Israel Folau’s reason for not making peace deal with rugby officials

Deal with the devil: Israel Folau was set to make a peace deal with rugby officials over his homophobic Instagram post – before his father told him he’d go to hell if he signed it

  • Israel Folau, 30, is believed to have been set to make peace deal with RA bosses 
  • The sacked Wallabies star considered deleting infamous post to save his career  
  • His posted meme stated homosexuals were ‘going to hell unless they repented’
  • After speaking with his father, Eni, he refused to remove the controversial post
  • The decision to not remove the post left officials with no option but to sack him

Israel Folau was reportedly set to make a peace deal with rugby officials over his homophobic Instagram rant – until his father intervened. 

The sacked Wallabies star, 30, had reportedly considered deleting his infamous post to save his career after he met with Rugby Australia boss Raelene Castle on April 12.

But after speaking with his father Eni, a Christian pastor, two days later, Folau refused to remove the controversial post, which left officials no other option but to sack him. 

Israel Folau, 30 (pictured right with his wife Maria), is believed to have been set to make a peace deal with rugby officials over his homophobic Instagram rant

‘You’ll go to hell, son,’ Eni reportedly told Folau, when the 30-year-old confessed he was thinking about deleting the Instagram post, The Sunday Telegraph reported. 

According to Eni, who played a crucial role in Folau becoming a born-again Christian in 2017, going back on his words would be sacrilege that would destine him for hell. 

The conversation was the clincher that, in Folau’s mind, reaffirmed what he must do – and that was to stay true to his beliefs, which ended any hope for rugby redemption. 

The catalyst, which reportedly led to the demise of Folau’s career, was when Tasmania’s parliament passed legislation on April 9 that allowed people aged 16 and over to legally change their gender on their birth certificate.

Under Folau’s extreme Christian views, this was an affront to God, who created man and woman purposefully, and any change to this was therefore the work of the devil.

Despite being less active on social media since his controversial April 2018 post, where he stated gays were destined for hell, Folau took to social media to comment on the Tasmanian news. 

‘The devil has blinded so many people in this world, REPENT and turn away from your evil ways. Turn to Jesus Christ who will set you free,’ Folau wrote on Twitter. 

In the days that followed, the 30-year-old reportedly felt compelled to do more than simply post one message on social media. 

According to Eni (pictured), who played a crucial role in Folau becoming a born-again Christian in 2017, going back on his words would be sacrilege that would destine him for hell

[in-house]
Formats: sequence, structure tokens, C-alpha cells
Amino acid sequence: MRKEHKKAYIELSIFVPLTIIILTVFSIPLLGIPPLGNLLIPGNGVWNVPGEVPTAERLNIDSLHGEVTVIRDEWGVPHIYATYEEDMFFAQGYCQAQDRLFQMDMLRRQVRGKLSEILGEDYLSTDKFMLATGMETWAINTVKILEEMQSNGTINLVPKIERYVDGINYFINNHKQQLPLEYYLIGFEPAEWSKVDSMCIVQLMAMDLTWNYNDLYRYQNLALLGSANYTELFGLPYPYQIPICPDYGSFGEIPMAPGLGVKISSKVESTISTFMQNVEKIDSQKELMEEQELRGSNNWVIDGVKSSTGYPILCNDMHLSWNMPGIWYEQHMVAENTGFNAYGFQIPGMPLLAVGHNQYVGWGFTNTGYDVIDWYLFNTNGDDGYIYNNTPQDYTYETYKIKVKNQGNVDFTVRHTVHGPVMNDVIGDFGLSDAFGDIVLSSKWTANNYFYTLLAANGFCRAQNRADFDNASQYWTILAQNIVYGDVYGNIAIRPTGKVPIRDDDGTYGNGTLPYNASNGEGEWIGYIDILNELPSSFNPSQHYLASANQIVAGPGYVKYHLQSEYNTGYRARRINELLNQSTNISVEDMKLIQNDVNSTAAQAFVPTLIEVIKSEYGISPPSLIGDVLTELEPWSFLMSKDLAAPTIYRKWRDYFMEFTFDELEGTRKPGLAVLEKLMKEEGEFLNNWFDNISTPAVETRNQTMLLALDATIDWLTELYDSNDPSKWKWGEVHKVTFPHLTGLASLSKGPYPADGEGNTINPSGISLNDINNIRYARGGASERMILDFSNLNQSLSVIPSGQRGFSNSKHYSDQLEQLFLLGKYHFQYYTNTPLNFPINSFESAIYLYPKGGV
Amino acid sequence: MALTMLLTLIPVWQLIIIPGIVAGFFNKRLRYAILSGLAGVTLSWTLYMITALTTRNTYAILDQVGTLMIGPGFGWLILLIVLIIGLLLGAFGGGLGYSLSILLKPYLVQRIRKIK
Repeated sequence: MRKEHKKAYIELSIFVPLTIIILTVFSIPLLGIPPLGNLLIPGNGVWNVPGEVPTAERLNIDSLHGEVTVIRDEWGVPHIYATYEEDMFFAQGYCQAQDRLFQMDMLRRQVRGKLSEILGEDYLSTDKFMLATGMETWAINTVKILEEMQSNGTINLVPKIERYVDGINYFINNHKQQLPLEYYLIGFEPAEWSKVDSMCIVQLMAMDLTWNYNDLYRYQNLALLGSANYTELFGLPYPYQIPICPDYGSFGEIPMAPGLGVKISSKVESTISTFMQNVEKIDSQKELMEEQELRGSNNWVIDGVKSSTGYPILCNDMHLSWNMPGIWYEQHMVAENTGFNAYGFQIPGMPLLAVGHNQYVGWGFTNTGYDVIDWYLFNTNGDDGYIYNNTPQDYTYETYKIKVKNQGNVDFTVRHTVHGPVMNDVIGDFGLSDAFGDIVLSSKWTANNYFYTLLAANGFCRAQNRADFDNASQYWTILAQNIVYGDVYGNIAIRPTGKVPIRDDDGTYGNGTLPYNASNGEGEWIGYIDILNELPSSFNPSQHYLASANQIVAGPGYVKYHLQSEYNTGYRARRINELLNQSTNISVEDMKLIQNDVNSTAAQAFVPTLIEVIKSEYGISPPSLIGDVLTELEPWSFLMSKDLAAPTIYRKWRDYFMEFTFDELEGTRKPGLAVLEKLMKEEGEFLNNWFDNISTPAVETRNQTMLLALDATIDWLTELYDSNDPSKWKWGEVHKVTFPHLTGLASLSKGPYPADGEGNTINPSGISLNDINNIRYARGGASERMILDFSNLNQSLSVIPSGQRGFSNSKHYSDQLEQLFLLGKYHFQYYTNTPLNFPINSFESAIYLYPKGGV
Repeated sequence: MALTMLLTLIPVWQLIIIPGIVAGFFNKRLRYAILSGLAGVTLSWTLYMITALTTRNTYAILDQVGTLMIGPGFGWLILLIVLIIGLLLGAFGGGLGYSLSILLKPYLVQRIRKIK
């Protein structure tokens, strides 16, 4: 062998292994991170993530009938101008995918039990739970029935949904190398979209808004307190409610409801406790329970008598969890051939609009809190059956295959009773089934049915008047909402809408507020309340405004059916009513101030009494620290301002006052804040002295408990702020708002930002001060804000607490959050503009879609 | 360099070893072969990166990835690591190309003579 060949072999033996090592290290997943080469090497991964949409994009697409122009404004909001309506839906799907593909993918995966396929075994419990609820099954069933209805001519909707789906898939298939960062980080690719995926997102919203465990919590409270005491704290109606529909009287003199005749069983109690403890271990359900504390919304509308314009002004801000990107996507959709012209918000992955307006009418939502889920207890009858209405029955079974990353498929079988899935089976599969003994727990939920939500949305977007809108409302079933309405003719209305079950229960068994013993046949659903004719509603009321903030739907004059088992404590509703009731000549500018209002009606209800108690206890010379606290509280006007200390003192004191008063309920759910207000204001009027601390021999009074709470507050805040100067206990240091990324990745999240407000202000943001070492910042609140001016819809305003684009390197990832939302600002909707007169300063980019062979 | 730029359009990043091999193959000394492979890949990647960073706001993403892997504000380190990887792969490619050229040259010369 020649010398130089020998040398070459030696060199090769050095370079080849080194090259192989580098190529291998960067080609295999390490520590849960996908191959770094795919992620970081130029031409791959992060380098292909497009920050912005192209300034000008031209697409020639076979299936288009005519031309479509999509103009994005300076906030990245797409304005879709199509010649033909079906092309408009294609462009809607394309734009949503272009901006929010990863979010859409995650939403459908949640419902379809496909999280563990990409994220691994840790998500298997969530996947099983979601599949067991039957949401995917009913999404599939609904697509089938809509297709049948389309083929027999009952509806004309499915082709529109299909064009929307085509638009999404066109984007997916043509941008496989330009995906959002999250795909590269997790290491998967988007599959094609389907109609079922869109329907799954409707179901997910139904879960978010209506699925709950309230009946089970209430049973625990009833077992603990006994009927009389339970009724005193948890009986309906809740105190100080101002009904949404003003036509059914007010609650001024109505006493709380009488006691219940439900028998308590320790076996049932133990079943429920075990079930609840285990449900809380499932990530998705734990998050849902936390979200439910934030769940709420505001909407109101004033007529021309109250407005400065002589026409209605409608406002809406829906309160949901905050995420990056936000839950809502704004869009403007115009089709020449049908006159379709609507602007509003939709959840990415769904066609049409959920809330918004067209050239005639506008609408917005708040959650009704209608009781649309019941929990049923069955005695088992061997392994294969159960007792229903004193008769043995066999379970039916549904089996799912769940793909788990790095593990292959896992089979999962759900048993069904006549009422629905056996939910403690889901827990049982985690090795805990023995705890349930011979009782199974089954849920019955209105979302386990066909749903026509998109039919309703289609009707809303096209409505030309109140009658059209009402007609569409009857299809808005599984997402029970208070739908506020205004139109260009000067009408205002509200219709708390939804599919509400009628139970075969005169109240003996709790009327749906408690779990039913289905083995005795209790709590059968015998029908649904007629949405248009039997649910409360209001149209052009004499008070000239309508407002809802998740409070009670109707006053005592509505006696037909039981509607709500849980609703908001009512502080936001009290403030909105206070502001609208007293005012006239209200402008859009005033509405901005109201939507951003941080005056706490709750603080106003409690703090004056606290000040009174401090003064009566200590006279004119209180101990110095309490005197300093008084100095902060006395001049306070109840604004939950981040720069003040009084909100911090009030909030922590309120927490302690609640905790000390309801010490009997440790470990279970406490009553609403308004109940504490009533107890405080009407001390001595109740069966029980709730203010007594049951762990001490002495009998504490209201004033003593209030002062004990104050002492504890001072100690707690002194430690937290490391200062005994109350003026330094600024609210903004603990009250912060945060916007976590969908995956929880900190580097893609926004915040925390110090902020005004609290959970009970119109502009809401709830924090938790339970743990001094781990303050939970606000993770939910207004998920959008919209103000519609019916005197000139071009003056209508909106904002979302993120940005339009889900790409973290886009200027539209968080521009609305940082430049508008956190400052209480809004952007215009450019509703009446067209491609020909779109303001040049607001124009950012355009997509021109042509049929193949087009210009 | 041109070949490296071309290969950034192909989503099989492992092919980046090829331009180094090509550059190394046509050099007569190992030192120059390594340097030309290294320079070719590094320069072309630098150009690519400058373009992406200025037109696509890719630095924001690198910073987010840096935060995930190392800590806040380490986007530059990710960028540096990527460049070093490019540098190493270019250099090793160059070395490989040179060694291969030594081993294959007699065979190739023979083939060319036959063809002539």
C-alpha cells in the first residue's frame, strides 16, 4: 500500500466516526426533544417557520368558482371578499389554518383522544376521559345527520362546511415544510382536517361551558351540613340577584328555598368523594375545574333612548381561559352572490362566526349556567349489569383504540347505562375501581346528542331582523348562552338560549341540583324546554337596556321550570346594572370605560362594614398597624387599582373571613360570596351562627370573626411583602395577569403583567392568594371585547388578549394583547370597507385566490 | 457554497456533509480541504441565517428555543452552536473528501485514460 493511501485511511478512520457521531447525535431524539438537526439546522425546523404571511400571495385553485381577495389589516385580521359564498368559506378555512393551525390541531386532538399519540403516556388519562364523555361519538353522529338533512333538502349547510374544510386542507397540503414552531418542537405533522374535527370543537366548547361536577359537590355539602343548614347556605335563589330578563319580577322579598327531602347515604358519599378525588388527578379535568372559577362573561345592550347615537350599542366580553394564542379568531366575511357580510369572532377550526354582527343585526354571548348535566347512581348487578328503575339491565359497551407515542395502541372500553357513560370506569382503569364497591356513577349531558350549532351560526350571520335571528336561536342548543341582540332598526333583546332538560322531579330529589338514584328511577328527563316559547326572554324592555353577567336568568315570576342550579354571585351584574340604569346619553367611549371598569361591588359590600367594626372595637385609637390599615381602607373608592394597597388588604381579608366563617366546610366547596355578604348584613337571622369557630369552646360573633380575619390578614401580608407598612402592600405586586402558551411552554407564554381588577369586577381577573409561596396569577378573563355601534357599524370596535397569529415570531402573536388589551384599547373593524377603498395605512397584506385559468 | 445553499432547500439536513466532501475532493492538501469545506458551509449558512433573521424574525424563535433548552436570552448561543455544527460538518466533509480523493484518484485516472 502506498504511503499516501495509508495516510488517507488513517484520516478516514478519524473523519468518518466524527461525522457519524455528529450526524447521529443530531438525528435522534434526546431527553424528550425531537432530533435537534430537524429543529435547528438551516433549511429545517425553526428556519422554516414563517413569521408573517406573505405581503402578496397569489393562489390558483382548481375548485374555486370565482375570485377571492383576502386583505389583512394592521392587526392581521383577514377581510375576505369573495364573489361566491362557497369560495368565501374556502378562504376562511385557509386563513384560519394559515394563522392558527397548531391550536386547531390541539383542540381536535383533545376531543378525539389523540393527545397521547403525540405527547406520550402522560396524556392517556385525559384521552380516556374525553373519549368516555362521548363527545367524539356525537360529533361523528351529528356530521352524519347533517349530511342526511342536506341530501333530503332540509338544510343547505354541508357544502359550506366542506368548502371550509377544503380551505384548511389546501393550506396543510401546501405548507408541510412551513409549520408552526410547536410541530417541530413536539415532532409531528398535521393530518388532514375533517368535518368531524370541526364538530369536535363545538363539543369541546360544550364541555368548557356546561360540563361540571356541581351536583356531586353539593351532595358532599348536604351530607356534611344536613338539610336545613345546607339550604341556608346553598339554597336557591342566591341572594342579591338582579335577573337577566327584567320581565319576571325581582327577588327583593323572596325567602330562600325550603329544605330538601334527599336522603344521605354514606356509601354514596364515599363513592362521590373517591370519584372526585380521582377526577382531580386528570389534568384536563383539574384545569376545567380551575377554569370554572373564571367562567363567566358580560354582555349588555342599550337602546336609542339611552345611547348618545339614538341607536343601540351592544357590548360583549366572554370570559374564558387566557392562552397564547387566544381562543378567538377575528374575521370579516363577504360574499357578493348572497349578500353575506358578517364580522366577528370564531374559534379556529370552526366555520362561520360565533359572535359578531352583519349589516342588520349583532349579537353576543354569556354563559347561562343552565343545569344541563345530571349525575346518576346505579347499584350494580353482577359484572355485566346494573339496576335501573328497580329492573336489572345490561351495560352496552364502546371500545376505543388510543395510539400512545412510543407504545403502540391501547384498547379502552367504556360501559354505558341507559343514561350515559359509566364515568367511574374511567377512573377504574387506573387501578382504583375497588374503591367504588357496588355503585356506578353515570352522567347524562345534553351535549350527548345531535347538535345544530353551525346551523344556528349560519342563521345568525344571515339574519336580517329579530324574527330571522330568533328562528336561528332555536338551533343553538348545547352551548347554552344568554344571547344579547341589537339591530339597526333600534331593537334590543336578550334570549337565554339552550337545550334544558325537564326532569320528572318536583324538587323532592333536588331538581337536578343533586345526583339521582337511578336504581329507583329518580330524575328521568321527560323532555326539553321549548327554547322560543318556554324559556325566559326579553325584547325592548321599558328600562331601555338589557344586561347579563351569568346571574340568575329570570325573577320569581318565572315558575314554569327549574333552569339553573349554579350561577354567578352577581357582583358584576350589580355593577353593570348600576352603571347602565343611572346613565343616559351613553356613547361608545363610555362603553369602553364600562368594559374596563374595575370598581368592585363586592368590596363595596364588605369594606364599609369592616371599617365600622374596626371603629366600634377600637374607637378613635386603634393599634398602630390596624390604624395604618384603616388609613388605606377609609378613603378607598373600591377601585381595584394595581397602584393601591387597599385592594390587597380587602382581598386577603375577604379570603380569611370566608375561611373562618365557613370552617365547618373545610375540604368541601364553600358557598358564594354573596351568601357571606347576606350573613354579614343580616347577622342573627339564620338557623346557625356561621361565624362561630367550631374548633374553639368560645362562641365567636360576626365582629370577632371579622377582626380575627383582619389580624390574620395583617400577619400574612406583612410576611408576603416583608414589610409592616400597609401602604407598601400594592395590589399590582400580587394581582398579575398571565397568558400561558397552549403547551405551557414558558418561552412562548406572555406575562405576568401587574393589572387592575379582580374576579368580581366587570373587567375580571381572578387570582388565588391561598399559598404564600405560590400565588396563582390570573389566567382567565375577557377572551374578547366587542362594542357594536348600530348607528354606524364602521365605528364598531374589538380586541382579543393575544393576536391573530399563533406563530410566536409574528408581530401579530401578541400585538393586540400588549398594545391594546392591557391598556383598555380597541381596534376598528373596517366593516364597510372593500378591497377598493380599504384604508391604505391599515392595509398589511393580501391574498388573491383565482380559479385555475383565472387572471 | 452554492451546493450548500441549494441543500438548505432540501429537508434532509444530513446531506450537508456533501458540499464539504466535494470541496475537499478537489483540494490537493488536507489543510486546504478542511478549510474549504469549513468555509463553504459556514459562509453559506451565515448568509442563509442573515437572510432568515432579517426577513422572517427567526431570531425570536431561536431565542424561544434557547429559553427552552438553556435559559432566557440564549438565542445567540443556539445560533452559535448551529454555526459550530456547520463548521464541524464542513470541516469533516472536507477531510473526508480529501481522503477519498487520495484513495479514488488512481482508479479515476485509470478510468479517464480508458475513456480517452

Folau reportedly came across a meme on Facebook, which summed up his feelings about the recent Tasmanian gender legislation, which he later posted on Instagram on April 10

He is said to have told one friend: ‘If you see a hole in the road, and someone walking towards that hole, wouldn’t you warn them?’

And that’s when he reportedly came across a post on Facebook, which summed up his feelings, which he later posted on Instagram on April 10.

The graphic stated drunks, homosexuals, adulterers, liars, fornicators, thieves, atheists and idolaters were all going to hell unless they repented. 

‘Those that are living in Sin will end up in Hell unless you repent,’ Folau wrote in the accompanying caption. 

‘Jesus Christ loves you and is giving you time to turn away from your sin and come to him.’

Raelene Castle (pictured) is believed to have been ropeable over the incident and stressed sponsors were going to leave and members of the rugby and wider public had been offended

After speaking with his father, Eni, a devout pastor, two days later, Folau (pictured left with wife Maria) refused to remove the controversial post

The controversial post divided the internet, with some people taking to social media to share their comments on the rugby player’s strong views.

‘Good job @izzyfolau, you have right of speech and religion. I respect your commitment to God,’ one person wrote.

‘Imagine believing a bunch of words written by a fake person in a fake book and thinking it means something.’ another person said. 

A third person added: ‘The only opinion that matters is our Father’s in Heaven and our Lord and Savior Jesus Christ which he & the Father are one.’

But despite the mixed reactions, Rugby Australia were not having it – especially after Folau’s previous posts – so Ms Castle arranged to meet with him at RA headquarters.

Castle is believed to have been ropeable over the incident and stressed sponsors were going to leave and members of the rugby and wider public had been offended. 

She reportedly made it clear RA had no choice but to terminate Folau’s contract as this was seen as a high level breach unless he took down the post, which would show recognition of harm and change the breach to low or middle range.

But after speaking with his father, who allegedly advised Folau he would go to hell for retracting the word’s of God, his rugby career with RA abruptly came to an end. 

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